After an incredible month of Thai travel (and a few days of overstay that I paid off quite slickly at the airport), I took a flight to Phnom Penh to begin a couple of weeks of wandering in Cambodia. This was, from the get-go, a slightly more exciting country to travel in than Thailand, in that its tourism industry is not such a well-oiled machine- perfectly evidenced by the crowd scramble at the airport to receive visas as officials called up names in slightly incomprehensible hollers. Once the sacred sticker had been issued, all was plain sailing, however- and the famed warmth of the Cambodian people was exemplified right from the taxi ride to my hostel. The driver was charming, genuine, and a true font of wisdom about Phnom Penh city, which was an ideal way to begin the visit. I was pretty sold by the ambience of the capital right from the start- especially compared to Bangkok, it is an entirely comfortable city to be in, with less high rise and hustle, and far more old Asian charm. As we drove through rush hour, the roads were alive with my first experience of erratic Cambodian traffic- all manner of cars, motos and tuk tuks weaving around the roads, carrying at least double their intended capacity of passengers. Here, it is entirely usual to see a whole family of 5 plus possessions on a bike, or two people sharing the driving seat of a car… Madness or genius, it somehow seems to work.
I stayed in the BKK1 area of town, a leafy suburban haven of an area, popular with NGO workers and expats- close enough to the city centre to be fully convenient, but also quiet, attractive and pretty much devoid of the usual trappings of tourism (which are mostly concentrated around the riverside). As a visitor, there are a few key attractions in Phnom Penh which are easy to visit in a couple of days, though I could definitely have lingered longer. I began the obligatory tourist circuit with the tough stuff, however, keen to better educate myself in the horrific historical context of the country, and spent the most sobering day of my travels so far visiting the S21 torture prison and the killing fields of Choueng Ek. On the surface, it’s not entirely obvious that this nation was a mere 40 years ago ravaged by a regime that wiped out a quarter of its population, along with the culture and lifestyle that had gone before- the scars inevitably run deep, but are well concealed in daily life. The years of tragedy however are very sensitively showcased in these two memorials, which serve as much as education and reconciliation centres for the Khmers themselves as for international visitors.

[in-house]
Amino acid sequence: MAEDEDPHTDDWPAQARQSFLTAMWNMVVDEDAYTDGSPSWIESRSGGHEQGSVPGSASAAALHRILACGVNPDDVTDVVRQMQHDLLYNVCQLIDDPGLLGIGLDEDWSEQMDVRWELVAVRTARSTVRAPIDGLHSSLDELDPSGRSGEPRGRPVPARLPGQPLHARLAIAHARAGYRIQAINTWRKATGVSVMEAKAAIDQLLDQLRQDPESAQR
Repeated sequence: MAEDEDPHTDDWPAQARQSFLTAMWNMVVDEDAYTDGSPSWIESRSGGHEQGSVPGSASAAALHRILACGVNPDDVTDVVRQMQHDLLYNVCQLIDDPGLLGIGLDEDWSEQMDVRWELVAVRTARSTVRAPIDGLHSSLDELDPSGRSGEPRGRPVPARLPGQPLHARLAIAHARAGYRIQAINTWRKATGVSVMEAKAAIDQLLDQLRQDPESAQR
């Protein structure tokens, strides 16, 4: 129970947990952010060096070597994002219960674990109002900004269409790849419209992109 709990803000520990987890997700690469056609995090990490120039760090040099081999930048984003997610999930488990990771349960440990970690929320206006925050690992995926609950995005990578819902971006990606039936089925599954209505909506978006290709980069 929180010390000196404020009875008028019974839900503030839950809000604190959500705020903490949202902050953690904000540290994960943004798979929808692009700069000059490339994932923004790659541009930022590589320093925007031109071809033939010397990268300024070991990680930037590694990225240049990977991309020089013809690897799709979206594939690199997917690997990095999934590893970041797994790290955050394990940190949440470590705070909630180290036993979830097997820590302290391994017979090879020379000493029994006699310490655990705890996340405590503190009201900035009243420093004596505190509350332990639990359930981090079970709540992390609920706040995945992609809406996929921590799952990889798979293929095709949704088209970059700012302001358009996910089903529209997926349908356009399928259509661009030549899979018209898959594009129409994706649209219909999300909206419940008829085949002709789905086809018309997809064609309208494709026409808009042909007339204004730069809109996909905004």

S21 is an entirely haunting place- a former high school overtaken by the Khmer Rouge when they evacuated Phnom Penh city, and turned into a prison and torture camp for all those suspected of defying The Organisation. Built in the 1960s, it’s an uncomfortably modern building, much like other schools used in Phnom Penh today- though its PE equipment was turned into gallows, its classrooms into cells and holding pens, and its walls into a barbed wire fortress. The treatment of citizens here was inexplicably shocking, demonstrated by the torture instruments on show and images of dead bodies left behind when the building was liberated. Perhaps the most moving aspect of the museum, however, was simply the hundreds of black and white photos that the Khmer Rouge took of their victims on capture- males and females, from babies to the elderly, meticulously documented before being wiped out. Walking among them is an experience that really can’t be recounted.
The killing fields of Choueng Ek, 15km outside of the city, was the execution and final resting place for the majority of innocents brought to S21. This place, too, is incredibly movingly presented, with an audio tour guiding visitors around the small but potent site. Walking around what are now sun-drenched orchards and a peaceful lake, you pass the area where truckloads of prisoners were in darkness deposited, the former recording office where the doomed were meticulously listed, the sheds where killing implements were kept, and of course the mass graves themselves. Fragments of bone and teeth, washed up by each rainy season, are still visible on the ground today, and though the majority of graves have been exhumed, some still remain below. The onsite museum displays rags of clothes recovered from the graves, as well as wrist ties buried with the murdered, varying in size for children to adults- and indeed the prisoner profiles are indiscriminate. Men, women, children, civilians and soldiers, Pol Pot wanted families decimated to preclude any future seeking of revenge, and seeking to save costs on bullets, the methods of execution were brutally manual, as evidenced on some of the remains. The centrepiece of the killing site now is a memorial pagoda, laced with traditional symbolism, and containing thousands of the bones exhumed in the 1980s- a peaceful resting place of sorts, though such an ending is impossible to reconcile with the ongoing injustice of the corrupted genocide trials.